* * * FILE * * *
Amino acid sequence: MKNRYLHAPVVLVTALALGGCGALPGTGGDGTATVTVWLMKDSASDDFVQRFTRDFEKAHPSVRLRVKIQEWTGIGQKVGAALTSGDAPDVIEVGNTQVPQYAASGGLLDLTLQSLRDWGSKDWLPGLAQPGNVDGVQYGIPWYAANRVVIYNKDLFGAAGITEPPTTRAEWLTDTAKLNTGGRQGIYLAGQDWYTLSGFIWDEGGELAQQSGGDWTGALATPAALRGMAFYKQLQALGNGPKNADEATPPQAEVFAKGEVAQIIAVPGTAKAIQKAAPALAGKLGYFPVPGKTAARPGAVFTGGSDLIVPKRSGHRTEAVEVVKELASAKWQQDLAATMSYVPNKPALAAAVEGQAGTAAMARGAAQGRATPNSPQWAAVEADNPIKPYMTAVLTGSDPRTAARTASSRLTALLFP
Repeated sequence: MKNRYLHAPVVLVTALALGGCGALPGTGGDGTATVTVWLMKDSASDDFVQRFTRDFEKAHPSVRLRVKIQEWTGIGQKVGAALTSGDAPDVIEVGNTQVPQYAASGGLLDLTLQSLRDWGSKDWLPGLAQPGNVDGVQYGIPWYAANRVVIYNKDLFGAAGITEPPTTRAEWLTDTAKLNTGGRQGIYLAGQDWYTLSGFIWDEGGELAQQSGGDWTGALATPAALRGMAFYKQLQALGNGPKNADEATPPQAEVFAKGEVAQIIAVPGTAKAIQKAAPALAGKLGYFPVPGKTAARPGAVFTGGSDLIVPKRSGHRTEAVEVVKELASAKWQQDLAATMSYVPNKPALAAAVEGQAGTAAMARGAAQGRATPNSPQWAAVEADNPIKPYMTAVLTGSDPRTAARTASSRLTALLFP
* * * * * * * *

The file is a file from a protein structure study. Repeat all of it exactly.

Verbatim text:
Amino acid sequence: MKNRYLHAPVVLVTALALGGCGALPGTGGDGTATVTVWLMKDSASDDFVQRFTRDFEKAHPSVRLRVKIQEWTGIGQKVGAALTSGDAPDVIEVGNTQVPQYAASGGLLDLTLQSLRDWGSKDWLPGLAQPGNVDGVQYGIPWYAANRVVIYNKDLFGAAGITEPPTTRAEWLTDTAKLNTGGRQGIYLAGQDWYTLSGFIWDEGGELAQQSGGDWTGALATPAALRGMAFYKQLQALGNGPKNADEATPPQAEVFAKGEVAQIIAVPGTAKAIQKAAPALAGKLGYFPVPGKTAARPGAVFTGGSDLIVPKRSGHRTEAVEVVKELASAKWQQDLAATMSYVPNKPALAAAVEGQAGTAAMARGAAQGRATPNSPQWAAVEADNPIKPYMTAVLTGSDPRTAARTASSRLTALLFP
Repeated sequence: MKNRYLHAPVVLVTALALGGCGALPGTGGDGTATVTVWLMKDSASDDFVQRFTRDFEKAHPSVRLRVKIQEWTGIGQKVGAALTSGDAPDVIEVGNTQVPQYAASGGLLDLTLQSLRDWGSKDWLPGLAQPGNVDGVQYGIPWYAANRVVIYNKDLFGAAGITEPPTTRAEWLTDTAKLNTGGRQGIYLAGQDWYTLSGFIWDEGGELAQQSGGDWTGALATPAALRGMAFYKQLQALGNGPKNADEATPPQAEVFAKGEVAQIIAVPGTAKAIQKAAPALAGKLGYFPVPGKTAARPGAVFTGGSDLIVPKRSGHRTEAVEVVKELASAKWQQDLAATMSYVPNKPALAAAVEGQAGTAAMARGAAQGRATPNSPQWAAVEADNPIKPYMTAVLTGSDPRTAARTASSRLTALLFP